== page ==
Dennis, the car in question is an 8,000 gal. AC&F Type 17 built, as the stenciling says, in July, 1919. And that is the original AC&F underframe with AB air brake equipment replacing its original KC brakes. This car would originally have had two safety valves on an elbow attached to the dome, but they were doubtless removed and the hole plated over when the car was converted to carry non-regulatory commodities in the late 1950s; note the frangible disk relief valve on top of the dome. We know the car wasn't used for regulatory commodities much after 1954, since that's the last pressure test date. Cars used for non-regulatory commodities were not required to be pressure tested. As several people who contributed to the discussion pointed out, the fact that the truck side frames were originally cast for the New York Central is of no significance; most Type 17s were delivered with arch bar trucks which were, of course, required to be replaced on cars in interchange by 1941, and the original trucks were often replaced with second hand trucks. The Keith Railway Equipment Co. operated its own tank car fleet, but their extensive shops at Longview, TX performed tests and maintenance on cars for many tank car owners. PTCX were the reporting marks of the People's Transportation Co. of New Orleans, LA and first appeared in the Official Railway Equipment Registers in the mid-1960s showing six cars numbered 1101-1106. The ORERs provide no data about People's Transportation Co. or the commodities their cars carried, but someone with access to a major business affairs library might be able to track down more information. Their tank car fleet was short lived, as it appeared in the 10/65 ORER but was absent from the 10/67 ORER. I have no clue about who owned the PTCX cars before People's Transportation acquired them second hand, but there might some evidence for that on the car itself. The Walter Haffner Co., originally of Chicago, first appeared in the ORERs at the end of World War II with a fleet of almost 200 tank cars operating under WCHX reporting marks, mostly if not entirely second hand. By the '60s they had relocated their headquarters to Mobile, AL and operated a sizable tank car fleet. It appears that their cars carried a lot more than animal by-products, as they had insulated cars, high pressure cars. cars with aluminum tanks, etc. Photographic evidence indicates that most, if not all, of these cars continued to be acquired second (or third or fourth) hand.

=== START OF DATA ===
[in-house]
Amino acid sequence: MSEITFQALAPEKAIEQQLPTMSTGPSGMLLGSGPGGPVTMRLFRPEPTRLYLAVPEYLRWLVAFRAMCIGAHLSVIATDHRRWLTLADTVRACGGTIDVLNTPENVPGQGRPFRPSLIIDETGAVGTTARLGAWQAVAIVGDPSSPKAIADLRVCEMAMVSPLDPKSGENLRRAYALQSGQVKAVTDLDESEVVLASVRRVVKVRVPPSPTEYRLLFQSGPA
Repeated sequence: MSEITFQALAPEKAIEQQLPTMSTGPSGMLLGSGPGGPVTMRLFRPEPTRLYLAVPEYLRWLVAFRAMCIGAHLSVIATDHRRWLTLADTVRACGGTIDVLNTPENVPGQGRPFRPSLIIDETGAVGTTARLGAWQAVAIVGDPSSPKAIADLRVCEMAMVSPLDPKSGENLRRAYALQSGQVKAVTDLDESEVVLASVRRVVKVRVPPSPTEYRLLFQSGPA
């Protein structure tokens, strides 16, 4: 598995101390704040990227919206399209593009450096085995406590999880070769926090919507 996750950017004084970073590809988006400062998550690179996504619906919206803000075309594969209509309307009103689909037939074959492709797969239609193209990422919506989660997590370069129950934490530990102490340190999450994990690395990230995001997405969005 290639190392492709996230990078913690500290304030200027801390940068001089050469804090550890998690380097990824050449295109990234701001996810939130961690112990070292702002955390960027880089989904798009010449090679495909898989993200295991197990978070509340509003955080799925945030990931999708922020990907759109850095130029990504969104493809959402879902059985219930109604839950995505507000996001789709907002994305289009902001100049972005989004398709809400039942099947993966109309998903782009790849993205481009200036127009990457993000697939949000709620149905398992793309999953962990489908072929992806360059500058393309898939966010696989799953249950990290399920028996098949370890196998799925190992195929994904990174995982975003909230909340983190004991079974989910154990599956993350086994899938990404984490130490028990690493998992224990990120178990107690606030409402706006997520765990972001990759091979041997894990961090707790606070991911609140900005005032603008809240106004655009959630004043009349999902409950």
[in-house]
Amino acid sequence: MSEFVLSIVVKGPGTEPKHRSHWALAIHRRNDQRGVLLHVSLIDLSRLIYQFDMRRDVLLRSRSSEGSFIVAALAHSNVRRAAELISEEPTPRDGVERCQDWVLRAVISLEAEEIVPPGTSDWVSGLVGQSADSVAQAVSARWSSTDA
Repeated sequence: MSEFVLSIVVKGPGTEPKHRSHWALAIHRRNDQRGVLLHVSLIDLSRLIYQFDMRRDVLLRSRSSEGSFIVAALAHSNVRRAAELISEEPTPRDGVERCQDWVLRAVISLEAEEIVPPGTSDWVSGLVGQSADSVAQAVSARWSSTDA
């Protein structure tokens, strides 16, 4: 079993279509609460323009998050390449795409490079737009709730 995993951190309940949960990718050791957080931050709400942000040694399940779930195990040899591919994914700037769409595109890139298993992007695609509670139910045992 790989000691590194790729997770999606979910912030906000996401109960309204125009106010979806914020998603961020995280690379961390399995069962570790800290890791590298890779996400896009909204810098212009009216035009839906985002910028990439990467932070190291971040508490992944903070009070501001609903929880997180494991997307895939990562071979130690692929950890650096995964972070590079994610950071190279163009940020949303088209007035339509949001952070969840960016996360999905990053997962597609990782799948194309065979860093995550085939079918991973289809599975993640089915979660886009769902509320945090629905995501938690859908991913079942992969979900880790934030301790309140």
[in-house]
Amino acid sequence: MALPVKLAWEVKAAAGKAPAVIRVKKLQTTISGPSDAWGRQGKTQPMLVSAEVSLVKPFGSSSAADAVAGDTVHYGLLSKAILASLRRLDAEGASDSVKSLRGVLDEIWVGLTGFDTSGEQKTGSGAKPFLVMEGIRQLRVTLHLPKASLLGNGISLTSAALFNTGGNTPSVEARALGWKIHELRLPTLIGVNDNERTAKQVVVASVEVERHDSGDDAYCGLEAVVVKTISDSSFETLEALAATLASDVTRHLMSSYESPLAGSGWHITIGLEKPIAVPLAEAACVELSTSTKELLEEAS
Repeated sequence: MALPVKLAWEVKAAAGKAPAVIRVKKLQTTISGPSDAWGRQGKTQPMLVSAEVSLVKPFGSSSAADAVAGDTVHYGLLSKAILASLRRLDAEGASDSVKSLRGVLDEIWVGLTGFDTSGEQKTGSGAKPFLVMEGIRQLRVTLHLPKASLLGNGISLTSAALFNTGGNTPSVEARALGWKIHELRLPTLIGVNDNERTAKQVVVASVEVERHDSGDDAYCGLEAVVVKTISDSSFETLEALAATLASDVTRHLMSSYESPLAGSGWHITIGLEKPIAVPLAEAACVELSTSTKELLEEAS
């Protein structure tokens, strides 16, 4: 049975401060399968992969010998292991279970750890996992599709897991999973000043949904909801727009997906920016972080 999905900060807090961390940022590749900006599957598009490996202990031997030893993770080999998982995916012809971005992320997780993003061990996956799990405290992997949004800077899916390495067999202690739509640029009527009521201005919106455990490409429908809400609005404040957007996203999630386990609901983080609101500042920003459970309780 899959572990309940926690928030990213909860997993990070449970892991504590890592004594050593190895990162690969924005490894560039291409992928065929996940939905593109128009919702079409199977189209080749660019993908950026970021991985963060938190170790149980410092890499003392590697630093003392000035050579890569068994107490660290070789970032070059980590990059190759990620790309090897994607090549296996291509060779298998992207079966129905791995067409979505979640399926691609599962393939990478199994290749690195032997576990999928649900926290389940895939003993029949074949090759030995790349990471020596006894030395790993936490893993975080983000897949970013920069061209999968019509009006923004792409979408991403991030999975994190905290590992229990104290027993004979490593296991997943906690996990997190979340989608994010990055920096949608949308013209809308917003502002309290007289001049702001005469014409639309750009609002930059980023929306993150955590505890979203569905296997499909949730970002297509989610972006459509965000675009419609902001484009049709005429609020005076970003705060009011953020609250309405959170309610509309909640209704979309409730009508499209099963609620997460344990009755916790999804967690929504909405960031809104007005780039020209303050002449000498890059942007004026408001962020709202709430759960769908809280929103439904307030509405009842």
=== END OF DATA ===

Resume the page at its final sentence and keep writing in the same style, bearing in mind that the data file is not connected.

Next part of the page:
Richard Hendrickson

Re: { SPAM 2 }: Re: Shipping a plane on TOP of a boxcar?

Al Campbell